U.S. authorities unsealed a wave of criminal charges Monday against a Chinese telecom giant, its affiliates and one of its top executives who has been detained in Canada, alleging that the company defrauded banks, stole trade secrets and tried to obstruct justice. The move is almost certain to stoke tensions between Washington and Beijing.
Federal prosecutors in Brooklyn, New York, and Seattle brought the charges against Huawei and its chief financial officer, Meng Wanzhou, who has been in Canadian custody since last month. Huawei’s affiliates Skycom and Huawei Device USA also were included in indictments unsealed Monday.
Acting Attorney General Matthew Whitaker, flanked by two cabinet secretaries and FBI Director Christopher Wray, said the misconduct goes “to the top of the company.”
“The behavior in both those cases alleged more than just rogue employees,” Whitaker said. “These are very serious actions by a company that appears to be using corporate espionage and sanctions violations to enhance potentially not only their bottom line but also to compete in the world economy. This is something the United States will not stand for.”
Prosecutors revealed two criminal cases targeting the company on Monday.
A 10-count indictment unsealed Monday in Seattle charged Huawei Device Co. Ltd. and Huawei Device Co. USA with theft of trade secrets conspiracy, attempted theft of trade secrets, seven counts of wire fraud, and one count of obstruction of justice.
The indictment charged Huawei with obstruction involving the brazen theft of robotic technology from Bellevue, Washington, based T-Mobile USA.
Beginning in 2012, according to court documents, Huawei began to lift information from a T-Mobile phone-testing robot dubbed “Tappy.” In an effort to build their own robot, Huawei engineers secretly took photos of “Tappy,” took measurements of parts of the robot and even stole a piece of the robot so that the Huawei engineers in China could try to replicate it, prosecutors asserted.
A New York grand jury returned 13 other charges against the company and a subsidiary in Iran for crimes dating to at least 2007. The company is charged with having misrepresented its relationship to its Iranian subsidiary Skycom as a separate rather than a related company, which led U.S. banks to unknowingly violate laws governing sanctions against Iran, Whitaker said. One bank handled $100 million in fraudulent transactions over four years, Whitaker said.
“As I told Chinese officials in August, China must hold its citizens and Chinese companies accountable for complying with the law,” Whitaker said.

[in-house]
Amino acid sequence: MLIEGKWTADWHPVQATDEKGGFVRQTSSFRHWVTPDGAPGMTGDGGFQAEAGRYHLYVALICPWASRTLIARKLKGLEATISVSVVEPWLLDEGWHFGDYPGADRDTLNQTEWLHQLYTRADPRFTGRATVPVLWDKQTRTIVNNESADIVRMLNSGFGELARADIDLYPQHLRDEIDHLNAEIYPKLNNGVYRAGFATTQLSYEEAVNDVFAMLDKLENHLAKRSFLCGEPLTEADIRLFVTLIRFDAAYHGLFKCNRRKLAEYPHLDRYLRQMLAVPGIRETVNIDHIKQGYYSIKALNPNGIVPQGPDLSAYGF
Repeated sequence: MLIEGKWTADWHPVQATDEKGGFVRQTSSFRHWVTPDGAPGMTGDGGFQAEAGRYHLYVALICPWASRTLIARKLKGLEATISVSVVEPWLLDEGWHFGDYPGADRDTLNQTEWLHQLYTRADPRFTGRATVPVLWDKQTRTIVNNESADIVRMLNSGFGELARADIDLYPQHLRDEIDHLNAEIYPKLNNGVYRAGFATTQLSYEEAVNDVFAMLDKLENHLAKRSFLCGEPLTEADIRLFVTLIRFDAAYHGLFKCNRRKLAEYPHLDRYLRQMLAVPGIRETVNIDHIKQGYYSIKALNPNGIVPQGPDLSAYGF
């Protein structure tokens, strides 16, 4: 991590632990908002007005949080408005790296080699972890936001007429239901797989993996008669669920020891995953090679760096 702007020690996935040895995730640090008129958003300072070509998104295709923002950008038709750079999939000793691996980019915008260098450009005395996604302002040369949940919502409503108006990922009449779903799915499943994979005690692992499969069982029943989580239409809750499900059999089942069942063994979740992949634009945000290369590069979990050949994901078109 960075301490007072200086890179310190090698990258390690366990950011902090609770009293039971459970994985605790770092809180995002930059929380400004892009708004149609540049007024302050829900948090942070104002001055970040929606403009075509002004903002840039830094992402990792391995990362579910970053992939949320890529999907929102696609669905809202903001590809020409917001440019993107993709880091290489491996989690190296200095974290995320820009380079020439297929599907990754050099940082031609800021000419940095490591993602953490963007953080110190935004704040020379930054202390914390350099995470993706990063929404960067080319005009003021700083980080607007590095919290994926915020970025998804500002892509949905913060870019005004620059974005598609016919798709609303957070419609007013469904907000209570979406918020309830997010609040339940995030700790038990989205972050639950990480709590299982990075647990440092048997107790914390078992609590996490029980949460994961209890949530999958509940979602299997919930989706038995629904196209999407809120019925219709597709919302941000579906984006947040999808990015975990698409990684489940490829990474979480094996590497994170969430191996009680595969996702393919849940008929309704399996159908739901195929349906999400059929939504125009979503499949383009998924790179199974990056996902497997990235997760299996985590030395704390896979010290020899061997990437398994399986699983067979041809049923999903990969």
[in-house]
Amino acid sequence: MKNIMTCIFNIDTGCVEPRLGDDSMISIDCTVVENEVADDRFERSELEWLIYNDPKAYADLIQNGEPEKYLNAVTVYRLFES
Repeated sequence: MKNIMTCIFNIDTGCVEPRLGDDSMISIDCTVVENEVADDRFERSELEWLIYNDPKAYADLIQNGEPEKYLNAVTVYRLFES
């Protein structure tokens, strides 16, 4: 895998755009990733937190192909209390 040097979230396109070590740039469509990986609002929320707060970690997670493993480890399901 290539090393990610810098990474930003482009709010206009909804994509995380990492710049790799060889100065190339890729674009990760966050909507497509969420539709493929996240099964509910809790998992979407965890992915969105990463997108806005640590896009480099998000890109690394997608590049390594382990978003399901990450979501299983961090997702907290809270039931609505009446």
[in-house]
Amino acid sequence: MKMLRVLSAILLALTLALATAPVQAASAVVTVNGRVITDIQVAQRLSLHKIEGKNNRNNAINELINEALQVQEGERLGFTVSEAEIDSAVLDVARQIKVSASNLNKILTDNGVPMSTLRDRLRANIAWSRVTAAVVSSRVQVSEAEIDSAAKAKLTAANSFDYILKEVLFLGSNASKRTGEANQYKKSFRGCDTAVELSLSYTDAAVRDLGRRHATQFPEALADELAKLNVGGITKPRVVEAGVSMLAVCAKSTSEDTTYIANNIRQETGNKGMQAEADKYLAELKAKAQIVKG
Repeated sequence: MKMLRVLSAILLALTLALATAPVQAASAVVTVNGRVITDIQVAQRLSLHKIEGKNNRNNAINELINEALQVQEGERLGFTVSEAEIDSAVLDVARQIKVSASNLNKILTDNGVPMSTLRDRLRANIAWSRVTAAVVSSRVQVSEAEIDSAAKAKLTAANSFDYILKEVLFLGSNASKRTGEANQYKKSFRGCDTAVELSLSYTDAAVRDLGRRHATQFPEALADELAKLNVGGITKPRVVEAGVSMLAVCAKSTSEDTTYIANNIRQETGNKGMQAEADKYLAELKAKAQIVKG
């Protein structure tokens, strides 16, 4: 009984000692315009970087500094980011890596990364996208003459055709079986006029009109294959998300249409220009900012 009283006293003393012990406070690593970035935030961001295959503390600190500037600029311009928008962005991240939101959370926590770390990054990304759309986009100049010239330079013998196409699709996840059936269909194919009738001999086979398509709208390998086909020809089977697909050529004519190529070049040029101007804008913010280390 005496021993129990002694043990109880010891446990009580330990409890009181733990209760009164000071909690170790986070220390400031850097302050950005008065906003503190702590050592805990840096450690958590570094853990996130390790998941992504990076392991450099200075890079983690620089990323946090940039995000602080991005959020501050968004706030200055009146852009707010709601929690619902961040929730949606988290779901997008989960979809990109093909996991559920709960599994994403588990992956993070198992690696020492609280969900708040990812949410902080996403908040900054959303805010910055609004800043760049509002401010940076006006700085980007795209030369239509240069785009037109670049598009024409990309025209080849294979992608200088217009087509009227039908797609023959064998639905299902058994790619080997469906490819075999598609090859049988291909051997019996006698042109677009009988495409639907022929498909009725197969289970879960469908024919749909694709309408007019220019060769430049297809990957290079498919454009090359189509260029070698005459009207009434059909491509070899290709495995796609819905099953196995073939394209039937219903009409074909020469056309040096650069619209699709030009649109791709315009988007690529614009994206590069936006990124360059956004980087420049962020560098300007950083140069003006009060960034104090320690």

The acting attorney general asserted that the company spirited potential witnesses out of the country in an alleged attempt to thwart the government’s investigation.
“In pursuit of their commercial ambitions, Huawei relies on dishonest business practices that contradict the economic principles that have allowed American companies and the United States to thrive,” FBI Director Christopher Wray said.
“The prosperity that drives our economic security is inherently linked to our national security,” Wray said. “And the immense influence that the Chinese government holds over Chinese corporations like Huawei represents a threat to both.”
Huawei did not immediately respond to the charges on Monday.
The charges are punishable by a maximum fine of up to $5 million or three times the value of the stolen trade secret, whichever is greater. The charges for wire fraud and obstruction of justice are punishable by a fine of up to $500,000.
Meng, who is being detained by Canadian authorities in Vancouver, is charged with bank fraud, wire fraud and related conspiracy counts.
Whitaker said the U.S. is expected to file a formal extradition request with Canada Tuesday.
The U.S. investigation and the Canadian enforcement action have been at the center of increasing diplomatic tensions with China.
American officials and their Chinese counterparts were scheduled to meet this week in Washington where discussions about intellectual property protections were expected to highlight continuing trade discussions. But there have been other signs of increasing strain with China.
Last month, China detained former Canadian diplomat Michael Kovrig and Canadian entrepreneur Michael Spavor in an apparent attempt to pressure Canada to release Meng, who was arrested at the request of U.S. authorities.
Meng is the daughter of Huawei founder, Ren Zhengfei.
Although the Chinese government was not directly implicated in Monday’s action, Virginia Sen. Mark Warner, the top Democrat on the Senate Intelligence Committee, said there is “ample evidence to suggest that no major Chinese company is independent of the Chinese government and Communist Party.”
“Huawei, which China’s government and military tout as a ‘national champion,’ is no exception. It has been clear for some time that Huawei poses a threat to our national security, and I applaud the Trump Administration for taking steps to finally hold the company accountable.”